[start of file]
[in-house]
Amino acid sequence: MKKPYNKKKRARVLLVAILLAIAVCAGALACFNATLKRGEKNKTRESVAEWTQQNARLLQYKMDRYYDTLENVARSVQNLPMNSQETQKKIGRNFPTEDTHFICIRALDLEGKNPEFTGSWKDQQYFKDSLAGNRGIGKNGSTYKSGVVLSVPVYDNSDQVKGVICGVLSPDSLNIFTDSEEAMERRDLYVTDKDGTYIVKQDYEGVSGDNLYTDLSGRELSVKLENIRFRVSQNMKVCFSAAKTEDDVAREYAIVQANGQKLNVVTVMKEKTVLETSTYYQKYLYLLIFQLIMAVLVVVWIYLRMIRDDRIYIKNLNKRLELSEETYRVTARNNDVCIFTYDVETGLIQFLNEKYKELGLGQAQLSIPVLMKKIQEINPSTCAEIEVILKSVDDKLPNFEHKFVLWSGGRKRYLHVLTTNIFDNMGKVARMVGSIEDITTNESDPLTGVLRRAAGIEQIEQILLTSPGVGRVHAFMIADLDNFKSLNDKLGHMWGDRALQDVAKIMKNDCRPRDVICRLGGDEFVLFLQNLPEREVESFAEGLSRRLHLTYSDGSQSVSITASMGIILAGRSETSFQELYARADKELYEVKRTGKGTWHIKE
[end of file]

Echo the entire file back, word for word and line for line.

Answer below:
[in-house]
Amino acid sequence: MKKPYNKKKRARVLLVAILLAIAVCAGALACFNATLKRGEKNKTRESVAEWTQQNARLLQYKMDRYYDTLENVARSVQNLPMNSQETQKKIGRNFPTEDTHFICIRALDLEGKNPEFTGSWKDQQYFKDSLAGNRGIGKNGSTYKSGVVLSVPVYDNSDQVKGVICGVLSPDSLNIFTDSEEAMERRDLYVTDKDGTYIVKQDYEGVSGDNLYTDLSGRELSVKLENIRFRVSQNMKVCFSAAKTEDDVAREYAIVQANGQKLNVVTVMKEKTVLETSTYYQKYLYLLIFQLIMAVLVVVWIYLRMIRDDRIYIKNLNKRLELSEETYRVTARNNDVCIFTYDVETGLIQFLNEKYKELGLGQAQLSIPVLMKKIQEINPSTCAEIEVILKSVDDKLPNFEHKFVLWSGGRKRYLHVLTTNIFDNMGKVARMVGSIEDITTNESDPLTGVLRRAAGIEQIEQILLTSPGVGRVHAFMIADLDNFKSLNDKLGHMWGDRALQDVAKIMKNDCRPRDVICRLGGDEFVLFLQNLPEREVESFAEGLSRRLHLTYSDGSQSVSITASMGIILAGRSETSFQELYARADKELYEVKRTGKGTWHIKE